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  1. From cognitivism to autopoiesis: towards a computational framework for the embodied mind.Micah Allen & Karl J. Friston - 2018 - Synthese 195 (6):2459-2482.
    Predictive processing approaches to the mind are increasingly popular in the cognitive sciences. This surge of interest is accompanied by a proliferation of philosophical arguments, which seek to either extend or oppose various aspects of the emerging framework. In particular, the question of how to position predictive processing with respect to enactive and embodied cognition has become a topic of intense debate. While these arguments are certainly of valuable scientific and philosophical merit, they risk underestimating the variety of approaches gathered (...)
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  2. Active inference, enactivism and the hermeneutics of social cognition.Shaun Gallagher & Micah Allen - 2018 - Synthese 195 (6):2627-2648.
    We distinguish between three philosophical views on the neuroscience of predictive models: predictive coding, predictive processing and predictive engagement. We examine the concept of active inference under each model and then ask how this concept informs discussions of social cognition. In this context we consider Frith and Friston’s proposal for a neural hermeneutics, and we explore the alternative model of enactivist hermeneutics.
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  3. Respiratory rhythms of the predictive mind.Micah Allen, Somogy Varga & Detlef H. Heck - 2022 - Psychological Review (4):1066-1080.
    Respiratory rhythms sustain biological life, governing the homeostatic exchange of oxygen and carbon dioxide. Until recently, however, the influence of breathing on the brain has largely been overlooked. Yet new evidence demonstrates that the act of breathing exerts a substantive, rhythmic influence on perception, emotion, and cognition, largely through the direct modulation of neural oscillations. Here, we synthesize these findings to motivate a new predictive coding model of respiratory brain coupling, in which breathing rhythmically modulates both local and global neural (...)
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  4.  33
    What Might Interoceptive Inference Reveal about Consciousness?Niia Nikolova, Peter Thestrup Waade, Karl J. Friston & Micah Allen - 2022 - Review of Philosophy and Psychology 13 (4):879-906.
    The mainstream science of consciousness offers a few predominate views of how the brain gives rise to awareness. Chief among these are the Higher-Order Thought Theory, Global Neuronal Workspace Theory, Integrated Information Theory, and hybrids thereof. In parallel, rapid development in predictive processing approaches have begun to outline concrete mechanisms by which interoceptive inference shapes selfhood, affect, and exteroceptive perception. Here, we consider these new approaches in terms of what they might offer our empirical, phenomenological, and philosophical understanding of consciousness (...)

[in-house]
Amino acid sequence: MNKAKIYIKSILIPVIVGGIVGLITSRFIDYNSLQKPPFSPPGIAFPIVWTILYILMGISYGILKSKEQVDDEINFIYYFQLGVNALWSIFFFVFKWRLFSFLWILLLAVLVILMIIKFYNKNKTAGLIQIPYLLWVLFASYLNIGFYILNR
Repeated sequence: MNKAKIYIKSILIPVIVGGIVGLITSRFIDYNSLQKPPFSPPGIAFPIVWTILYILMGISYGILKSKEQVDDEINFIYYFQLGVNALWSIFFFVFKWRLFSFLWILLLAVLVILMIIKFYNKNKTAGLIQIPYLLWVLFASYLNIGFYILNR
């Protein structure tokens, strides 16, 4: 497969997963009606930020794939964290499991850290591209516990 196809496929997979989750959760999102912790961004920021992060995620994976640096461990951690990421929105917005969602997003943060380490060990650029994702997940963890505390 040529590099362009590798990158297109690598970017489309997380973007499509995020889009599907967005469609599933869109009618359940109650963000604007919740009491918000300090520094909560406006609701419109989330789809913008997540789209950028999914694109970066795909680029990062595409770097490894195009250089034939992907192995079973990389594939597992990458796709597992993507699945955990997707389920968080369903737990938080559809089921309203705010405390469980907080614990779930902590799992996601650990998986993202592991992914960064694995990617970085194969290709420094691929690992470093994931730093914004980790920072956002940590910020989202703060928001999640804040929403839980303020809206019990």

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  5.  22
    Thinking through prior bodies: autonomic uncertainty and interoceptive self-inference.Micah Allen, Nicolas Legrand, Camile Maria Costa Correa & Francesca Fardo - 2020 - Behavioral and Brain Sciences 43.
    The Bayesian brain hypothesis, as formalized by the free-energy principle, is ascendant in cognitive science. But, how does the Bayesian brain obtain prior beliefs? Veissière and colleagues argue that sociocultural interaction is one important source. We offer a complementary model in which “interoceptive self-inference” guides the estimation of expected uncertainty both in ourselves and in our social conspecifics.
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  6.  16
    Interaction vs. observation: distinctive modes of social cognition in human brain and behavior? A combined fMRI and eye-tracking study.Kristian Tylén, Micah Allen, Bjørk K. Hunter & Andreas Roepstorff - 2012 - Frontiers in Human Neuroscience 6.
  7.  9
    The seductive allure of cargo cult computationalism.Micah Allen - 2022 - Behavioral and Brain Sciences 45:e185.
    Bruineberg and colleagues report a striking confusion, in which the formal Bayesian notion of a “Markov blanket” has been frequently misunderstood and misapplied to phenomena of mind and life. I argue that misappropriation of formal concepts is pervasive in the “predictive processing” literature, and echo Richard Feynman in suggesting how we might resist the allure of cargo cult computationalism.
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    Emotional metacognition: stimulus valence modulates cardiac arousal and metamemory.Nicolas Legrand, Sebastian Scott Engen, Camile Maria Costa Correa, Nanna Kildahl Mathiasen, Niia Nikolova, Francesca Fardo & Micah Allen - forthcoming - Cognition and Emotion:1-17.
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